Now that you know how to configure system settings for SPA, you can learn how to disable SPA for elements in your site next.

Disabling SPA

Certain elements of your page may require a regular navigation to work properly. For example, you may have downloadable content that you want to share with the user. In these cases, SPA must be disabled for those specific elements.

To disable SPA on a portal wide basis, you can add the following line to your = false

If there is a portlet or element that you don’t want to be part of the SPA, you have some options:

  • Blacklist the portlet to disable SPA for the entire portlet
  • Use the data-senna-off annotation to disable SPA for a specific form or link

To blacklist a portlet from SPA, follow these steps:

  1. Open your portlet class.

  2. Set the com.liferay.portlet.single-page-application property to false:


    If you prefer, you can set this property to false in your liferay-portlet.xml instead by adding the following property to the <portlet> section:

  3. Alternatively, you can override the isSinglePageApplication method of the portlet to return false.

To disable SPA for a form or link follow these steps:

  1. Add the data-senna-off attribute to the element.

  2. Set the value to true.

For example <a data-senna-off="true" href="/pages/page2.html">Page 2</a>

That’s all you need to do to disable SPA in your app.

Now that you know how to disable SPA, you can learn how to specify how resources are loaded during navigation.

Specifying How Resources Are Loaded During Navigation

By default, Liferay DXP unloads CSS resources from the <head> element on navigation. JavaScript resources in the <head>, however, are not removed on navigation. This functionality can be customized by setting the resource’s data-senna-track attribute. Follow these steps to customize your resources:

  1. Select the resource you want to modify the default behavior for.

  2. Add the data-senna-track attribute to the resource.

  3. Set the data-senna-track attribute to permanent to prevent a resource from unloading on navigation.

    Alternatively, set the data-senna-track attribute to temporary to unload the resource on navigation.

The example below ensures that the JS resource isn’t unloaded during navigation:

<script src="myscript.js" data-senna-track="permanent" />

Next you can learn about the available SPA lifecycle events next.

Listening to SPA Lifecycle Events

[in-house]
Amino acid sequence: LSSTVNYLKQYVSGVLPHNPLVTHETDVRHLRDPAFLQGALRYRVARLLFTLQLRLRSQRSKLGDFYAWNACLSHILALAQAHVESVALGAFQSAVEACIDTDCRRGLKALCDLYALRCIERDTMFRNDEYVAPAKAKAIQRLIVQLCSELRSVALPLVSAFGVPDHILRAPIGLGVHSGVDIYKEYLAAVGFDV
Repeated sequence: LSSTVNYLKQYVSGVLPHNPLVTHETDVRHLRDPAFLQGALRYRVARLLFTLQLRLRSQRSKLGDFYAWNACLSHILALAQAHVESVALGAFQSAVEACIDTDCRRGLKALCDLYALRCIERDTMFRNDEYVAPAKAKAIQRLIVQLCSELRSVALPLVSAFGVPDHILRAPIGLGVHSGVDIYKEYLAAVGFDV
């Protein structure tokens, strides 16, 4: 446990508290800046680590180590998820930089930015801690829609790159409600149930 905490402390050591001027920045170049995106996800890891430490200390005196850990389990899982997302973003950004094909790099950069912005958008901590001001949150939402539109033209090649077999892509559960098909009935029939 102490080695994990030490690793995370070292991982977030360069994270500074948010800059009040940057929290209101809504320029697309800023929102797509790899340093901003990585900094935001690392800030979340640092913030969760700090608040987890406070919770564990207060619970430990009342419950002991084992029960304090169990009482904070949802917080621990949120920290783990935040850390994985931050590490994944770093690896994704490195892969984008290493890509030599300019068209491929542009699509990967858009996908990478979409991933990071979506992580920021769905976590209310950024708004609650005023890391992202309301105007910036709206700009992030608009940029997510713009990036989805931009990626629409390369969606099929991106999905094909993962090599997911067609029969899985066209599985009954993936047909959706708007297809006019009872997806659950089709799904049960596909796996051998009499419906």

During development, you may need to know when navigation has started or stopped in your SPA. SennaJS makes this easy by exposing lifecycle events that represent state changes in the application. The following events are available:

beforeNavigate: Fires before navigation starts. This event passes a JSON object with the path to the content being navigated to and whether to update the history. Below is an example event payload:

{ path: '/pages/page1.html', replaceHistory: false }

startNavigate: Fires when navigation begins. Below is an example event payload:

{ form: '<form name="form"></form>', path: '/pages/page1.html',
replaceHistory: false }

endNavigate: Fired after the content has been retrieved and inserted onto the page. This event passes the following JSON object:

{ form: '<form name="form"></form>', path: '/pages/page1.html' }

These events can be leveraged easily by listening for them on the Liferay global object.

For example, the JavaScript below alerts the user to “Get ready to navigate to” the URL that has been clicked, just before SPA navigation begins.

Liferay.on('beforeNavigate', function(event) {
    alert("Get ready to navigate to " + event.path);

The alert takes advantage of the payload for the beforeNavigate event, retrieving the URL from the path attribute of the JSON payload object.

The above code results in the behavior shown below:

Figure 1: You can leverage SPA lifecycle events in your apps.

Figure 1: You can leverage SPA lifecycle events in your apps.

Due to the nature of SPA navigation, global listeners that you create can become problematic over time if not handled properly. You’ll learn how to handle these listeners next.

Detaching Global Listeners

SPA provides several improvements that highly benefit your site and users, but there is potentially some additional maintenance as a consequence. In a traditional navigation scenario, every page refresh resets everything, so you don’t have to worry about what’s left behind. In a SPA scenario, however, global listeners such as Liferay.on or Liferay.after or body delegates can become problematic. Every time you execute these global listeners, you add yet another listener to the globally persisted Liferay object. The result is multiple invocations of those listeners. This can obviously cause problems if not handled.

To prevent this, you need to listen to the navigation event in order to detach your listeners. For example, you would use the following code to detach the event listeners of a global category event:

var onCategory = function(event) {...};

var clearPortletHandlers = function(event) {
    if (event.portletId === '<%= portletDisplay.getRootPortletId() %>') {
        Liferay.detach('onCategoryHandler', onCategory);
        Liferay.detach('destroyPortlet', clearPortletHandlers);

Liferay.on('category', onCategory);
Liferay.on('destroyPortlet', clearPortletHandlers);

Now you know how to configure and use SPA in Liferay DXP!

Configuring Modules for Liferay Portal’s Loaders

Preparing your JavaScript Files for ES2015

Using ES2015 Modules in Your Portlet